The Presidency said the Task Team had to report on possible solutions to the immediate funding challenges at universities.
“The task team also had to look at the implementation of the agreement on the zero percent fee increment for the 2016 academic year, and the shortfall in National Student Financial Aid Scheme (NSFAS) funding for students registered in the 2013, 2014 and 2015 academic years,” the Presidency said.
The task team needed to advise on a short-term plan to mitigate against possible student protests and unrest at the start of the 2016 academic year.
The task team has identified four key factors that could lead to potential protests early in 2016, for which universities need to prepare for.
The factors include students protesting against the upfront fee or registration payments at the start of the 2016 academic year.
Students could take to the streets because of the NSFAS shortfall, which refers to accumulated student debt accrued by students who qualified for NSFAS loans but were either unfunded or underfunded due to insufficient funds over the period 2013 to 2015, and therefore have accrued university debt.
Students could be unhappy about the funding challenges experienced by students who do not qualify for NSFAS funding because their income is above the NSFAS threshold. Students can potential protest about the increased demand for academic spaces by new first time entry students and previous financial dropouts in the university system.
The Presidency said the committee made a number of short-term recommendations to address financial challenges, as well as a range of short to medium term recommendations to address other issues discussed in the report.
The short-term recommendations on funding include the short-term solution for the zero percent fee increment.
“R2.3 billion will be made available to address this shortfall. Government and the universities will make contributions towards addressing the shortfall,” the Presidency said.
Another recommendation was that upfront fee and registration payments should be implemented across the system for those who can afford to pay.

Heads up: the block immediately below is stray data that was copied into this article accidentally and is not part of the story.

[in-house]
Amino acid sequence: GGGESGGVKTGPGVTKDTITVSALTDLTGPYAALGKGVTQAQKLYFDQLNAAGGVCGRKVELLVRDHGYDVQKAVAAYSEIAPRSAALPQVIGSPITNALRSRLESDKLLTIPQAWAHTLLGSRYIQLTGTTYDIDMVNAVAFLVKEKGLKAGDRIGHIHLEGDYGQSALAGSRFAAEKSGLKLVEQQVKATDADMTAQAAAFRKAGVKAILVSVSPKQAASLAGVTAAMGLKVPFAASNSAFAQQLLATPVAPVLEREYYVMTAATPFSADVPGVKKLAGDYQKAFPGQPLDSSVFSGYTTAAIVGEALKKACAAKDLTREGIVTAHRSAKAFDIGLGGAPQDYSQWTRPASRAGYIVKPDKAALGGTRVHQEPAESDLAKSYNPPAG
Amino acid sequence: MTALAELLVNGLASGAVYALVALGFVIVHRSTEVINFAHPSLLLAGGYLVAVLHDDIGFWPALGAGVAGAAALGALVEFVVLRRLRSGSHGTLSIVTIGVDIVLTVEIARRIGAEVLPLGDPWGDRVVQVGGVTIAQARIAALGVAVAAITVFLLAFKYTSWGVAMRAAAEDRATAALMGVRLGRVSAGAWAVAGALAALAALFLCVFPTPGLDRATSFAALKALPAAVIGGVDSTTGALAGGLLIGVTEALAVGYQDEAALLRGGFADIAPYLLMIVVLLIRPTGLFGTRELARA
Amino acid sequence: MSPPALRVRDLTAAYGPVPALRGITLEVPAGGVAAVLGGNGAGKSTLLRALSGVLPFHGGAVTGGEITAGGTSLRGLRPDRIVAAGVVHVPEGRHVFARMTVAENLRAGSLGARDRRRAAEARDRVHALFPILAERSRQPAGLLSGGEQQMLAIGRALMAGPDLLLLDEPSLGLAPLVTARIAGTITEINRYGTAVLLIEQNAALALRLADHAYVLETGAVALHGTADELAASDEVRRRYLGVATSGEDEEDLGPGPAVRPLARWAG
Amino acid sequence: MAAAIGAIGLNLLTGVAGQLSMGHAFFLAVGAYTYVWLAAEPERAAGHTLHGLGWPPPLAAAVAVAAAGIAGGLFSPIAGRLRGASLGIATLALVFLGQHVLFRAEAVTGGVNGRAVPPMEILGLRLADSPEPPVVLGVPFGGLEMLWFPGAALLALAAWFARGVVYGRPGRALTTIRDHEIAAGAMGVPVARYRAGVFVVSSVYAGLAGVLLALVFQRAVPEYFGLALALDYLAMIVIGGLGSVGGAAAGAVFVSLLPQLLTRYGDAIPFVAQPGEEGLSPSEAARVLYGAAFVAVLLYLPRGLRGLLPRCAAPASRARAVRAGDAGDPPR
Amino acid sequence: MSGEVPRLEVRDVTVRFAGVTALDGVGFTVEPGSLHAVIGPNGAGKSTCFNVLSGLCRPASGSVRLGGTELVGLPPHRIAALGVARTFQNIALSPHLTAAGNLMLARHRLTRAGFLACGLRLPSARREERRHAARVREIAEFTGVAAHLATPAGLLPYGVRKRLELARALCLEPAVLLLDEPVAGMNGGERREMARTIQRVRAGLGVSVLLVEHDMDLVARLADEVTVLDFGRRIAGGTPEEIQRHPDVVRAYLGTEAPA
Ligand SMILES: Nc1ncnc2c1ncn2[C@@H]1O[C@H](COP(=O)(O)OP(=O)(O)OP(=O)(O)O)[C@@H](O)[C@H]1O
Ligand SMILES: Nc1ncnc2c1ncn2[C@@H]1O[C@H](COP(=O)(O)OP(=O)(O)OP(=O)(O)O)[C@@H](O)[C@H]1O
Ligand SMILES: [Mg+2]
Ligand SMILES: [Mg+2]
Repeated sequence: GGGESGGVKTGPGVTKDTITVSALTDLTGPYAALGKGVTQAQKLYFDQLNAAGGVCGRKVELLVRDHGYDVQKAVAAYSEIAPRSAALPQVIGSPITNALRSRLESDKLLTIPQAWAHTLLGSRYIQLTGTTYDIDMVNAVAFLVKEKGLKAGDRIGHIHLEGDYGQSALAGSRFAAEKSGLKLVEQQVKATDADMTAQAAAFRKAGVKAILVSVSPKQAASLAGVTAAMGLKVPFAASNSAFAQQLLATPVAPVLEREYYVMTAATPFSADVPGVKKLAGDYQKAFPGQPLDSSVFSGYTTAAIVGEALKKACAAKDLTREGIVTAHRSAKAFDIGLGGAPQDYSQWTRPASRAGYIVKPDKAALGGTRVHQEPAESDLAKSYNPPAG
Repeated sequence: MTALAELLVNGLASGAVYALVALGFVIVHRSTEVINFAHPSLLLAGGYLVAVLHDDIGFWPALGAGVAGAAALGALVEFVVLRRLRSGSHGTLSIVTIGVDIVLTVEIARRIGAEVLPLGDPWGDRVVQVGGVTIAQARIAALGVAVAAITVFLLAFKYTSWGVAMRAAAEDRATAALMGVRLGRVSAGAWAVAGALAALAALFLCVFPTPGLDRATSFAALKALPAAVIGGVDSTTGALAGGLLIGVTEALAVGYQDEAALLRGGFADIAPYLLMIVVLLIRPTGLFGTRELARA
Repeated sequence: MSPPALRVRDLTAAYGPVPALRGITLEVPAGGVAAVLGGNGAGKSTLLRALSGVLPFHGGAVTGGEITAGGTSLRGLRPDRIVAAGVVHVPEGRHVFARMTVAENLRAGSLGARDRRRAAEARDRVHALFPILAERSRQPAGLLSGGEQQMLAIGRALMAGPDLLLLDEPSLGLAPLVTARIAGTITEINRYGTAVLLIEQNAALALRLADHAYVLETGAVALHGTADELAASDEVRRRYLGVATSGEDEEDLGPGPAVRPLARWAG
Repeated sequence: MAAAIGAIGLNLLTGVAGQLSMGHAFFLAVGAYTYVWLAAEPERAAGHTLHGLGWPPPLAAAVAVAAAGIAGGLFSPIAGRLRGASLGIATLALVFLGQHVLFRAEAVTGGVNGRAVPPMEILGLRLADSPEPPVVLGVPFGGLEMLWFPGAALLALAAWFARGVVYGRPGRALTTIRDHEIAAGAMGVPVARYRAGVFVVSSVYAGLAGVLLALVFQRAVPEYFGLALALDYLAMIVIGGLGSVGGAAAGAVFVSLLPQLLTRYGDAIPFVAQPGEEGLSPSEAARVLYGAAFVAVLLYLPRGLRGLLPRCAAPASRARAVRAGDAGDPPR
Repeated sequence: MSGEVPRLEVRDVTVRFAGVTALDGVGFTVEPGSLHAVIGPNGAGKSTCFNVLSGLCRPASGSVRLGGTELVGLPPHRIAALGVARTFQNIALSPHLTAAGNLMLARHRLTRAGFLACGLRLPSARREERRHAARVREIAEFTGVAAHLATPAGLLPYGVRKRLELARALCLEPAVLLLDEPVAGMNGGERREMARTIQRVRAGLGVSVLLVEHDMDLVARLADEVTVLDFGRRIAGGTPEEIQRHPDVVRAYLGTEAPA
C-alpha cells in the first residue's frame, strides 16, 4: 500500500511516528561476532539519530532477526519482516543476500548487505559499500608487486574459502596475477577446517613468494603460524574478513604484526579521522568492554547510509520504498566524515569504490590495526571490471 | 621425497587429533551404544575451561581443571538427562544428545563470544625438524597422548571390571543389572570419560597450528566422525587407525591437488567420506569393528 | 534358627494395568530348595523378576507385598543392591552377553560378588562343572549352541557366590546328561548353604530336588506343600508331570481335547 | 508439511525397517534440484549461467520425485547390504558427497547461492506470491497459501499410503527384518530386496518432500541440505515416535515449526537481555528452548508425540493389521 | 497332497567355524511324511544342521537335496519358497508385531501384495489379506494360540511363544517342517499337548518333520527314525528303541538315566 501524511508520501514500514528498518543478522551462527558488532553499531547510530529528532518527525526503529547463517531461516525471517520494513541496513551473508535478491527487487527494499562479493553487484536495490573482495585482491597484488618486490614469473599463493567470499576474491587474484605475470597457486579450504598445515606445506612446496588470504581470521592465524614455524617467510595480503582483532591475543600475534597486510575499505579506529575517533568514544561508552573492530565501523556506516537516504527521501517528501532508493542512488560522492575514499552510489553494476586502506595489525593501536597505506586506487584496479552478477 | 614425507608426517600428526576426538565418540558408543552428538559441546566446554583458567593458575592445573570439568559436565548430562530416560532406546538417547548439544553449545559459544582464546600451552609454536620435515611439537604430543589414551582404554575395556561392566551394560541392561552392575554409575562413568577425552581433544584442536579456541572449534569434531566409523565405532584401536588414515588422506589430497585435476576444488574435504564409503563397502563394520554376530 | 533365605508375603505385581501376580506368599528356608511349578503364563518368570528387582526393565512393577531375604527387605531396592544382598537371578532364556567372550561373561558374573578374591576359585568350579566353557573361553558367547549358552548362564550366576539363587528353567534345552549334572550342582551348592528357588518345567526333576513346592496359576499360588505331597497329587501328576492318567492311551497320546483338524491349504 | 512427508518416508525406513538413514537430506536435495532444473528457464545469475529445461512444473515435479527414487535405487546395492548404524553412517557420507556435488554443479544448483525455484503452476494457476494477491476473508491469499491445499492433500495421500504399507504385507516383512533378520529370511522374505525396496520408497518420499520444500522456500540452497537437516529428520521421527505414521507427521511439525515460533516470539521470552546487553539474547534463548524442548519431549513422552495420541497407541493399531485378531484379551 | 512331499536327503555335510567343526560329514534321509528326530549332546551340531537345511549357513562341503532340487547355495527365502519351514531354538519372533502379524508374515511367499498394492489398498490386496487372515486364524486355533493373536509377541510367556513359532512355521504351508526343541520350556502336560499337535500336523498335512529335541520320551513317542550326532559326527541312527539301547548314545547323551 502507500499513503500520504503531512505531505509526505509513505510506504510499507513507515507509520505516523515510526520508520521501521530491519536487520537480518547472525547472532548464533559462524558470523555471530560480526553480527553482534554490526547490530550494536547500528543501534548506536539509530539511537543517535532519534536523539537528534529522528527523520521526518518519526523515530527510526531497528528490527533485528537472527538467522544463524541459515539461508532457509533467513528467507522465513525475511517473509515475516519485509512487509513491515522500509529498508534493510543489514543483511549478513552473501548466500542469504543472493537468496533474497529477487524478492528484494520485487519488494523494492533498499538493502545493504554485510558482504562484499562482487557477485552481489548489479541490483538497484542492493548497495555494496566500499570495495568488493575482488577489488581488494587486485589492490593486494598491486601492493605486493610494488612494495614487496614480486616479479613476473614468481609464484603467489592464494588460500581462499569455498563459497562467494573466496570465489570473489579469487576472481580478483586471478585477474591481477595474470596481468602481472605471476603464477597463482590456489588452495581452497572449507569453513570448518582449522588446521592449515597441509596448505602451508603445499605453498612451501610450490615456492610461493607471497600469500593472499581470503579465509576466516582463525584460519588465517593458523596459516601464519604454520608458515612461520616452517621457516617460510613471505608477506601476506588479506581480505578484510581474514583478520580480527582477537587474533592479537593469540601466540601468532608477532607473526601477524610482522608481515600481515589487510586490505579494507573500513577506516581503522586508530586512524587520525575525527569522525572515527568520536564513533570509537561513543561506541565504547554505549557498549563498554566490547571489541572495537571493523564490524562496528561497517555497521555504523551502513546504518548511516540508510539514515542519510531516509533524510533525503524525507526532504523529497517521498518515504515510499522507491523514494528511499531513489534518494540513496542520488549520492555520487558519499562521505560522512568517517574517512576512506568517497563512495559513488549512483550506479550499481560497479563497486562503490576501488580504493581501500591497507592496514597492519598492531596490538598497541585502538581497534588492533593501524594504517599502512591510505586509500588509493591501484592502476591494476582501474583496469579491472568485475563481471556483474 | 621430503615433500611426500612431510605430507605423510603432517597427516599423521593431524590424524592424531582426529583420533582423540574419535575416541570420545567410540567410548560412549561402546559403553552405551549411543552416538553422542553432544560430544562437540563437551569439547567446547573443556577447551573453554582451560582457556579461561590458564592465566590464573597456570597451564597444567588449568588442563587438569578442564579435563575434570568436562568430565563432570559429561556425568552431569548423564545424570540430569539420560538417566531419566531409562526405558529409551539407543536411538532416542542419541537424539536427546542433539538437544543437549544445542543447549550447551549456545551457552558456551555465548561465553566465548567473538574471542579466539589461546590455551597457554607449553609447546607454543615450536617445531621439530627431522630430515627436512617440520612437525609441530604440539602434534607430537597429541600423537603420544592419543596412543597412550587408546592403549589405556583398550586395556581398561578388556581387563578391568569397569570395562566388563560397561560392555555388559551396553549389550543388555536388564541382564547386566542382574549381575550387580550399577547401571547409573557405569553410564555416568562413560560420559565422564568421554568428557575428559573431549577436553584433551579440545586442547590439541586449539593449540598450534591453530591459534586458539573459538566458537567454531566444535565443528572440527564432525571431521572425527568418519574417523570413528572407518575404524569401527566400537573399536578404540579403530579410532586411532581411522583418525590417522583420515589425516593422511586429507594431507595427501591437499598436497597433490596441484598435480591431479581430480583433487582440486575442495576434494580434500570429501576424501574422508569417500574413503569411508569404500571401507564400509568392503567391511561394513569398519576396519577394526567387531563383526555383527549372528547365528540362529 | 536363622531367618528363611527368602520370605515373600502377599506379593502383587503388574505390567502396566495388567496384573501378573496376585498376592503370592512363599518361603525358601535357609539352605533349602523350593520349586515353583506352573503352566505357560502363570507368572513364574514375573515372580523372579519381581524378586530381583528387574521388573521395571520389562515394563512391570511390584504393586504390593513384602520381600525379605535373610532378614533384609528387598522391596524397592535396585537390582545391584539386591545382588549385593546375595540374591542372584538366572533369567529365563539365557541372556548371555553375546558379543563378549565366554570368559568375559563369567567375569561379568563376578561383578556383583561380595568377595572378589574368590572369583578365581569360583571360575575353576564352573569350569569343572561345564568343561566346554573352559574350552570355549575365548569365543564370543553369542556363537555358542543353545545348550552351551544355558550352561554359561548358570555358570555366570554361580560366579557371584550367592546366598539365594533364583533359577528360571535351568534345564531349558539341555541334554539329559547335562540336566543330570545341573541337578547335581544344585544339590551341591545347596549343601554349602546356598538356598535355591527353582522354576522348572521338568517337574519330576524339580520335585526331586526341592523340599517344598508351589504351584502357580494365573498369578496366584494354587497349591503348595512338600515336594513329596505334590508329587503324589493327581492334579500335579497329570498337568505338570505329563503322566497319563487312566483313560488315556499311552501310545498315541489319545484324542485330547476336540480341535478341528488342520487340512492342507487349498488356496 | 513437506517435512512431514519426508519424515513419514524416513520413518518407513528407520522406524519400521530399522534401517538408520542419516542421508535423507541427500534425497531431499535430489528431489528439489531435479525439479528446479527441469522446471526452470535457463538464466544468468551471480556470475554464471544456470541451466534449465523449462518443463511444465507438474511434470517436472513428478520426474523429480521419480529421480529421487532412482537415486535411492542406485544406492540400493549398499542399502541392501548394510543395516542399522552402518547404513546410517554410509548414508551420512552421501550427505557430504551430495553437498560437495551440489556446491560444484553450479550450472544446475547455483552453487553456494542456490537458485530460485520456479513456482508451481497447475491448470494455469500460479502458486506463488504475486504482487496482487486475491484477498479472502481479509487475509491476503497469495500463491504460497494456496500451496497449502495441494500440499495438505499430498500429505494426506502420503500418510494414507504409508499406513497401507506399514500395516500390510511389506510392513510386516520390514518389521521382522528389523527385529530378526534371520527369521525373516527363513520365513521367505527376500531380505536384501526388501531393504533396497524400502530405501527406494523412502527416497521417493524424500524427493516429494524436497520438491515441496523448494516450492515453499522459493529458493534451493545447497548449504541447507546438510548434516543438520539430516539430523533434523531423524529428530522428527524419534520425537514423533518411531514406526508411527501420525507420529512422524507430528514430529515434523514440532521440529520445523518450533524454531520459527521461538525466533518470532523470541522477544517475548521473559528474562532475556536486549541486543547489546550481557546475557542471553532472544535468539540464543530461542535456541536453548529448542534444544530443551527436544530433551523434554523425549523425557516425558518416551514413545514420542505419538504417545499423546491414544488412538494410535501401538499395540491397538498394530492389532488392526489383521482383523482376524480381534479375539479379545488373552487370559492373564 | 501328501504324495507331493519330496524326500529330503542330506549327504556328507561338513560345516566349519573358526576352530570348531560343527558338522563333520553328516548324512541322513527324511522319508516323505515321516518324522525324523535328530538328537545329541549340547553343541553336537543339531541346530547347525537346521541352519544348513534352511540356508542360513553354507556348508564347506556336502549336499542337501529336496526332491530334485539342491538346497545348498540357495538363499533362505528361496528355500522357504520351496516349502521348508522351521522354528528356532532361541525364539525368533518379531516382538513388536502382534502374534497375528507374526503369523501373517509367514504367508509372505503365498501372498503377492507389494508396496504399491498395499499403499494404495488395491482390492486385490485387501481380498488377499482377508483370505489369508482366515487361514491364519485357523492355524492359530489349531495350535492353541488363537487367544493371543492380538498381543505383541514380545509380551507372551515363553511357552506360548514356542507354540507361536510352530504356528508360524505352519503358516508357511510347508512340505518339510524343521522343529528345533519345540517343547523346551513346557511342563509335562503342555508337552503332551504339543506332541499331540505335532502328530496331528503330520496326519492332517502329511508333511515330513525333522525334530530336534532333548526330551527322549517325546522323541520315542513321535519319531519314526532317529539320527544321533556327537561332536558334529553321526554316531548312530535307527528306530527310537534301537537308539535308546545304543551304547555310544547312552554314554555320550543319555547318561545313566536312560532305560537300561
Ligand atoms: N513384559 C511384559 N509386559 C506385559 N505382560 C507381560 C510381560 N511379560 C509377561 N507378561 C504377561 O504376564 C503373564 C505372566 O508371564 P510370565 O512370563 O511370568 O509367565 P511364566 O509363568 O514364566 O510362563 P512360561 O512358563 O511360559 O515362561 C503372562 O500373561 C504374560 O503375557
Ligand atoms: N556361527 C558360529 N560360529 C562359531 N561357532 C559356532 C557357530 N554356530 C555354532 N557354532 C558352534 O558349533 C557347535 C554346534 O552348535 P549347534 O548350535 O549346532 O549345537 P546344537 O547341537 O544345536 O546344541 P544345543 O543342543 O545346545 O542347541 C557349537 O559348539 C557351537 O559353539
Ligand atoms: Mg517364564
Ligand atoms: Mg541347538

“Students who meet the NSFAS means test should not be required to pay upfront payments,” the Presidency said.
The NSFAS shortfall has been quantified at R4.582 billion. The report recommends that R2.543 billion of this amount must be made available from the fiscus, in the form of loans to provide short-term debt relief to 71 753 students who were funded inadequately or were unable to access financial aid over the 2013 to 2015 academic years.
“The further R2.039 billion is required in the 2016/17 financial year to ensure that currently unfunded continuing students receive NSFAS support in the 2016 academic year.
“This amount will also be made available through reprioritisation from the fiscus,” the Presidency said
President Zuma has extended his appreciation to the task team for the intensive work they undertook in less than two months.
“I believe that the recommendations will assist all of us as we pursue our mission to ensure that no poor, academically deserving student is denied access to higher education and training, and that affordable higher education for all is achieved, while ensuring sustainable quality public higher education provisioning for our country.
“I will soon announce the members of the commission that will look at, among others, the introduction of free higher education to improve access for the children of the poor and the working class,” President Zuma said.
Work has been ongoing to finalise the terms of reference for this commission.